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Roth IRA > Conversions
Disadvantages of Conversion
There are some drawbacks

Converting a traditional IRA to a Roth IRA isn't always a good idea.

Many people are excited about the benefits of converting to a Roth IRA. Yet even the most enthusiastic supporters of Roth IRAs will admit that there are situations where conversion is not a good idea.

A Non-Disadvantage?

Before we get into the main disadvantages, let's look at one issue that's sometimes mentioned incorrectly.
    Here's one of the key principles of tax planning: other things being equal, it's better to pay taxes later than to pay taxes sooner. For example, if you can delay selling stock at a gain until the following year, you'll delay paying tax on that gain and continue to invest the pre-tax amount, not the after-tax amount. Some people have suggested that converting to a Roth IRA is bad tax planning because it means paying taxes sooner than necessary.
    When you move money to a Roth IRA, you have an opportunity to avoid ever paying tax on the future income and gain earned by that money. The sooner you move to a Roth IRA, the greater the amount of earnings that will be tax-free. Other things being equal, the benefit of getting a greater amount of earnings tax-free precisely offsets the detriment of paying taxes sooner. Naturally, if you have a choice between converting in December of one year of January of the next year, there may be an advantage in waiting so you can pay the conversion tax a year later. Overall, though, the fact that conversion requires you to pay tax now rather than when you withdraw money in retirement does not create a detriment, because of the offsetting benefit of completely eliminating tax on earnings in the Roth IRA.

Rate Shifting

A key potential disadvantage of converting a Roth IRA is rate shifting. This means paying conversion tax at a higher rate than you would have paid if you left the money in your traditional IRA and withdrew it later. This is a genuine possibility for many people who are in their prime earning years now and expect to be in a lower tax bracket when they retire. It's also an issue for people who are converting very large IRAs, because of the great likelihood that the conversion income will push them into a higher tax bracket.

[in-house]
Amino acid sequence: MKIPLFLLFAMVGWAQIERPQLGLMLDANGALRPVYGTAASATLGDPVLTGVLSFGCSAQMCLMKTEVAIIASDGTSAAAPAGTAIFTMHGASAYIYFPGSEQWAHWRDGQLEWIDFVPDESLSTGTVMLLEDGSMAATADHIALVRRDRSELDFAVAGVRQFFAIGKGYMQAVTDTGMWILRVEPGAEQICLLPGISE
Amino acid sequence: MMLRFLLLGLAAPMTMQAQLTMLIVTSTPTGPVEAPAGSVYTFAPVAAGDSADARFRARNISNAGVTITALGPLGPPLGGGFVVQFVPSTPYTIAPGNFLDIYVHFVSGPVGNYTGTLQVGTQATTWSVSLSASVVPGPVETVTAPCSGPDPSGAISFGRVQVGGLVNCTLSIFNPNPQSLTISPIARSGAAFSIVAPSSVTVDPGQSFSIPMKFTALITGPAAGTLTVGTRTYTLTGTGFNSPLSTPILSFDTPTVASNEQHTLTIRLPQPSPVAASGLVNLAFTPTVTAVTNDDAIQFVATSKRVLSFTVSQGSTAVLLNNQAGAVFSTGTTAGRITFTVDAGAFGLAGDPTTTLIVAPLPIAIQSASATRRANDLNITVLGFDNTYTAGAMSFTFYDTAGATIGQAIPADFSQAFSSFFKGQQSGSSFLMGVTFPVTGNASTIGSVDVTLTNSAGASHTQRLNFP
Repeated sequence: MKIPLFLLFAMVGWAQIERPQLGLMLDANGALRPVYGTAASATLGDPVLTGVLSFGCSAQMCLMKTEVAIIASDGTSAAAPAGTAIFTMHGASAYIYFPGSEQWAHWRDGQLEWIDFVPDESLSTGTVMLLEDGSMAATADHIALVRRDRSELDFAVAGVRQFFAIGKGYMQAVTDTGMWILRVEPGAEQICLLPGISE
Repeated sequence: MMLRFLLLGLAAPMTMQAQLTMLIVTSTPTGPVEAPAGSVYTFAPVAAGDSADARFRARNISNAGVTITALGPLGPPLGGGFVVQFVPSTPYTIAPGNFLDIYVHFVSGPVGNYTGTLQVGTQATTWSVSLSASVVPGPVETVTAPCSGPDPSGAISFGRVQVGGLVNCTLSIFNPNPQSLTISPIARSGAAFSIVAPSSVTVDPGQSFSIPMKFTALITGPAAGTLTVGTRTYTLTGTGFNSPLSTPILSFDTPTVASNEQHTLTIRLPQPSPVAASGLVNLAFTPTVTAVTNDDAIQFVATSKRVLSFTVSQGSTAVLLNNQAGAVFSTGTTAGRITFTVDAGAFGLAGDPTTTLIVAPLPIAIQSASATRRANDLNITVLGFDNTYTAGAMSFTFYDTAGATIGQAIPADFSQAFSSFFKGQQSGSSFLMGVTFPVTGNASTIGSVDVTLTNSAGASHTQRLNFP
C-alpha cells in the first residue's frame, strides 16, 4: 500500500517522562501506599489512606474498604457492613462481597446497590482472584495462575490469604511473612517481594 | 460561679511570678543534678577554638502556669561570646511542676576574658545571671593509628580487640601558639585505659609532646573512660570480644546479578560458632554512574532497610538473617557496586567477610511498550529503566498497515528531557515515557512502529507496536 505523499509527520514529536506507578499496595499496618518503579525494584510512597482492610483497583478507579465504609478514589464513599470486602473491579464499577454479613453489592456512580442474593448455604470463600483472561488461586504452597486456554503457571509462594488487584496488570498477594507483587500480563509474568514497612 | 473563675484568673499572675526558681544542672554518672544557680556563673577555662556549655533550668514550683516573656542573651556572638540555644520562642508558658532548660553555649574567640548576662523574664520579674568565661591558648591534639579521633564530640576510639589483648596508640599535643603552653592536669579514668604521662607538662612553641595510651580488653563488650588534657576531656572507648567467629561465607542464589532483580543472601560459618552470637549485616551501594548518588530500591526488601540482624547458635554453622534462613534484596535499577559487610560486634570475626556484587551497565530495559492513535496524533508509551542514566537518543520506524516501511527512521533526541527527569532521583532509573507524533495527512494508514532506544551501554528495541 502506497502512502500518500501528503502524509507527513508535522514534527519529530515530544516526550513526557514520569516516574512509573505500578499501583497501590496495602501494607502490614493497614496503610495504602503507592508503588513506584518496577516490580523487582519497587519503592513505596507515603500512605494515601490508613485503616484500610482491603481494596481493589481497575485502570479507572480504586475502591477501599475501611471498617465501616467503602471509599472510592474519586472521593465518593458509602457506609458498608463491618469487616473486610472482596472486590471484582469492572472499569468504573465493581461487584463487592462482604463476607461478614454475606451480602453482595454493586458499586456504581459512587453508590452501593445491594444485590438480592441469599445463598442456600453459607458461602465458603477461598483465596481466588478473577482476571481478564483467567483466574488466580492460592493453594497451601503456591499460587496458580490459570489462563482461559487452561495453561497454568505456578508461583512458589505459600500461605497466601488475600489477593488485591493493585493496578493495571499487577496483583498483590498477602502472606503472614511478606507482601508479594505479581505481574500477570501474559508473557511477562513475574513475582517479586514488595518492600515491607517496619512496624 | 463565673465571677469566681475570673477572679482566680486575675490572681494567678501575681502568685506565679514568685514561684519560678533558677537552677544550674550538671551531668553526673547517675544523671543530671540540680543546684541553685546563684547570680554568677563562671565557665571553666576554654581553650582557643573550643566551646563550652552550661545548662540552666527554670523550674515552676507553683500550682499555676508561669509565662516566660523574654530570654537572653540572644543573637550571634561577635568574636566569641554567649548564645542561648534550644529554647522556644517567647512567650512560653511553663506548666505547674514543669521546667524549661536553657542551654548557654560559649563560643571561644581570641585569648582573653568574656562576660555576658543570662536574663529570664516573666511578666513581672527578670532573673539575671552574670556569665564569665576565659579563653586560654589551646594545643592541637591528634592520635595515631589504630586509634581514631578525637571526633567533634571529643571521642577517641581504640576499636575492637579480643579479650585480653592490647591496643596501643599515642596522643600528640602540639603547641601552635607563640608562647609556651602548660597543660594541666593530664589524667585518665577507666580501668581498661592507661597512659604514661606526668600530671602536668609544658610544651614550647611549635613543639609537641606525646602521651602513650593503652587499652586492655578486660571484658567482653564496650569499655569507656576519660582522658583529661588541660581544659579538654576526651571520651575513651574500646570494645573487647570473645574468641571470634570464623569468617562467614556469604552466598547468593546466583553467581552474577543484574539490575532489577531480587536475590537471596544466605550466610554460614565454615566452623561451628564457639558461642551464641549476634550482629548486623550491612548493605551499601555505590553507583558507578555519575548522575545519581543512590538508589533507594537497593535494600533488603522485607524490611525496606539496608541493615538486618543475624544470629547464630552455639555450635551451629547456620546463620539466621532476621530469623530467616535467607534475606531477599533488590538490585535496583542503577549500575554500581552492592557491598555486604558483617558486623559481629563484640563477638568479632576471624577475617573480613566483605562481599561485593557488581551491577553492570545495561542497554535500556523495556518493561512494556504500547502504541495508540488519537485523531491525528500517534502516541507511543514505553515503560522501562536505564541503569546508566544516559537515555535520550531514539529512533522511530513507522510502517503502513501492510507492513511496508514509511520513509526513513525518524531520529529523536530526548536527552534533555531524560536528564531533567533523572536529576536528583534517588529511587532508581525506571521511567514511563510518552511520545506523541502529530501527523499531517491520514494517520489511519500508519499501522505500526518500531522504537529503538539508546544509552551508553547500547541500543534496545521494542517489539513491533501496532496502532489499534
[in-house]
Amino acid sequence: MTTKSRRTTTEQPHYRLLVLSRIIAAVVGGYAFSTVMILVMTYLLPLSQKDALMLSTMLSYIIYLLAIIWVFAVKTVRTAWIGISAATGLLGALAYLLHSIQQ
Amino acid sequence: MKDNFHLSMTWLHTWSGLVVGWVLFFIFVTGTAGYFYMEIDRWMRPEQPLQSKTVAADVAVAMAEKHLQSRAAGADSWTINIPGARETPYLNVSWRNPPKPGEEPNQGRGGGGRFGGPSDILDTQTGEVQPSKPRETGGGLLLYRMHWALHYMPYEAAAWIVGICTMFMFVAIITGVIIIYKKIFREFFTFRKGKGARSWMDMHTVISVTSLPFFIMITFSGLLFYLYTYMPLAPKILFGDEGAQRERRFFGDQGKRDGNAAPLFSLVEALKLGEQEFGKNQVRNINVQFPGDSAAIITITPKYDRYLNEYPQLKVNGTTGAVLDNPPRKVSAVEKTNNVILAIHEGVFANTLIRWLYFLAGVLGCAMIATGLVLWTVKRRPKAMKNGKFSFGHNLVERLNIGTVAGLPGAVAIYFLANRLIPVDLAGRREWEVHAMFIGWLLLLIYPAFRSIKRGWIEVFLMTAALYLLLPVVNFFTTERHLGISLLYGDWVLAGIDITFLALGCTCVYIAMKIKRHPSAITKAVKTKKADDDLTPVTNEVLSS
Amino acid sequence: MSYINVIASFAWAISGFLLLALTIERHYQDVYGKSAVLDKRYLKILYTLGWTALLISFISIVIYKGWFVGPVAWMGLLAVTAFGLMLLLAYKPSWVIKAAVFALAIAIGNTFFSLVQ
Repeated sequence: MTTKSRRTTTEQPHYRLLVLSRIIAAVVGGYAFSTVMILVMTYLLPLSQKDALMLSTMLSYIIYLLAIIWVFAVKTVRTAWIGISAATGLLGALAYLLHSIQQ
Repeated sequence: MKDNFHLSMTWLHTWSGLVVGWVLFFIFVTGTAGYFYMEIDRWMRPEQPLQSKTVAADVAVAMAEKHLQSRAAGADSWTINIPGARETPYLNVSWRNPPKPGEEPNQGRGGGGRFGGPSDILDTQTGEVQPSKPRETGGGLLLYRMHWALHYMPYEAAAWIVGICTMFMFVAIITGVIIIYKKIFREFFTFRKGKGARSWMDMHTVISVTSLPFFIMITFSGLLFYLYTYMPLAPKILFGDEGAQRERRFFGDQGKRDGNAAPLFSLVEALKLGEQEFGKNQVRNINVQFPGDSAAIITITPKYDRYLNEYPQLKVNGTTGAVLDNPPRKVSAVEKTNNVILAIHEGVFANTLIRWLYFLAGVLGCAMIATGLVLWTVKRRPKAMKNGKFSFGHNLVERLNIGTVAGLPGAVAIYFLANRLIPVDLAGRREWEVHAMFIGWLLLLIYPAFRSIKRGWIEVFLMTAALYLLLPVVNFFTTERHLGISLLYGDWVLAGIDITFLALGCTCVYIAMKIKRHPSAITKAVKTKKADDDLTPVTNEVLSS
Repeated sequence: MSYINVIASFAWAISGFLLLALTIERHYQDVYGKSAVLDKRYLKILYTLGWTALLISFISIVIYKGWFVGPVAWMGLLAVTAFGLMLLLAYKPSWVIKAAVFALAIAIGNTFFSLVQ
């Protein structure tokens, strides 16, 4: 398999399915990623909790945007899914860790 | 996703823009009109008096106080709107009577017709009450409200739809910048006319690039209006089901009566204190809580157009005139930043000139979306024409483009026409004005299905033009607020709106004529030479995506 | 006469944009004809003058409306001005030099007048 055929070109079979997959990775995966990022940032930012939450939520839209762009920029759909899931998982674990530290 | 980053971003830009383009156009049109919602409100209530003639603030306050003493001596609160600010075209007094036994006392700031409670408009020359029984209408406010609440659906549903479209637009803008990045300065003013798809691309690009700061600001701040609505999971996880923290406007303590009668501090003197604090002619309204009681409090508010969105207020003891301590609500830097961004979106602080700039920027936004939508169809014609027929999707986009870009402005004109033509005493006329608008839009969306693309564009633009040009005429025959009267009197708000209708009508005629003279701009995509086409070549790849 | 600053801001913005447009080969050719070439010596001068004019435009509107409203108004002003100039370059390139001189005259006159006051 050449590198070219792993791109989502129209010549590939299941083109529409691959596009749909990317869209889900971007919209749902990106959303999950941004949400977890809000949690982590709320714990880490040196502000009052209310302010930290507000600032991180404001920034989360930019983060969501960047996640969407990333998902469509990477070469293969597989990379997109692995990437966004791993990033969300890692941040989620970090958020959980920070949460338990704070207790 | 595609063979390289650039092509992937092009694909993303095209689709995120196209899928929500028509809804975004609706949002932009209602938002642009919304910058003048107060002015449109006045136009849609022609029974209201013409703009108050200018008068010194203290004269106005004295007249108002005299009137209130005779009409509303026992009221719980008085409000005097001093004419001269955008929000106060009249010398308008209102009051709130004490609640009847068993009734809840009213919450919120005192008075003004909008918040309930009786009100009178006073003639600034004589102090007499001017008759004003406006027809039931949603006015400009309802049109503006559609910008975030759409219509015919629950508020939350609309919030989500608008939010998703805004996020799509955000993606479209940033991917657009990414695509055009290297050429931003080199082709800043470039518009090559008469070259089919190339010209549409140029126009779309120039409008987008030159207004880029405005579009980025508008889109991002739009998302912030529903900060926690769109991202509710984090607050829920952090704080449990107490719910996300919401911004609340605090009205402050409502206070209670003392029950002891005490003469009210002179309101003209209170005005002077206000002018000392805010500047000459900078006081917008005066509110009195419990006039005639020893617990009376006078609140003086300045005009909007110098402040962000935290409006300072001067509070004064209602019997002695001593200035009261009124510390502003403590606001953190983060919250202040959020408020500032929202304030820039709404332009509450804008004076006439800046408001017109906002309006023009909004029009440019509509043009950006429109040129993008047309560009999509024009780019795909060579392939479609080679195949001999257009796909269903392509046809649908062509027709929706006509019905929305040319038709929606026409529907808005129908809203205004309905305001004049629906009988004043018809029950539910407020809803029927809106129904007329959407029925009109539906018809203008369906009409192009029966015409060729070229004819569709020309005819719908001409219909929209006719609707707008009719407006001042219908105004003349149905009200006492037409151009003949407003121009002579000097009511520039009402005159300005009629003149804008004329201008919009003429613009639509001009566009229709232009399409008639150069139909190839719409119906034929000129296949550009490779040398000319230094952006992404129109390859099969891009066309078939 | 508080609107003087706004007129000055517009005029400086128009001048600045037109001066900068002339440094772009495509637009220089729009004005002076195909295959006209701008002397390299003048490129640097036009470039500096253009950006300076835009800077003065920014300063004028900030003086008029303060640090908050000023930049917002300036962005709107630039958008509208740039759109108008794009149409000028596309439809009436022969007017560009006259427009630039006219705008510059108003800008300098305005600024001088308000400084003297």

The issue is most important for people who are close to retirement. Tax rates change quite frequently, so it's dangerous to predict what they might be more than a few years from now. I'm inclined to discount this issue altogether if you're not planning to use your IRA within the next 20 years. Also, in most cases I would expect the advantages of the Roth IRA to outweigh a small rate shift, such as the difference between the 25% tax bracket and the 28% tax bracket.

If you're close to retirement and expect your tax bracket to drop significantly (say, from 25% to 15%), think twice before converting to a Roth IRA.

Tax Payment Problems

Apart from the possibility of an unfavorable rate shift, the main indication that a conversion may not be appropriate is a problem in paying the conversion tax. This is especially true if you may have to withdraw IRA money to pay the tax, and be stuck paying the 10% early distribution tax. We discuss this point separately here: Source of Funds for Conversion Tax.

Other Disadvantages

Other potential disadvantages of converting to a Roth IRA are difficult to quantify but worth mentioning in case they may be significant to you:

  • State taxation: Does your state follow federal law regarding tax treatment of the Roth IRA? As far as we know they all have decided to do so, but you may want to check this out, too.
  • Flexibility as a disadvantage: One of the advantages of the Roth IRA is that it's easier to lay your hands on the money before age 59. This can be a disadvantage if it encourages you to withdraw funds you should have left untouched until retirement.



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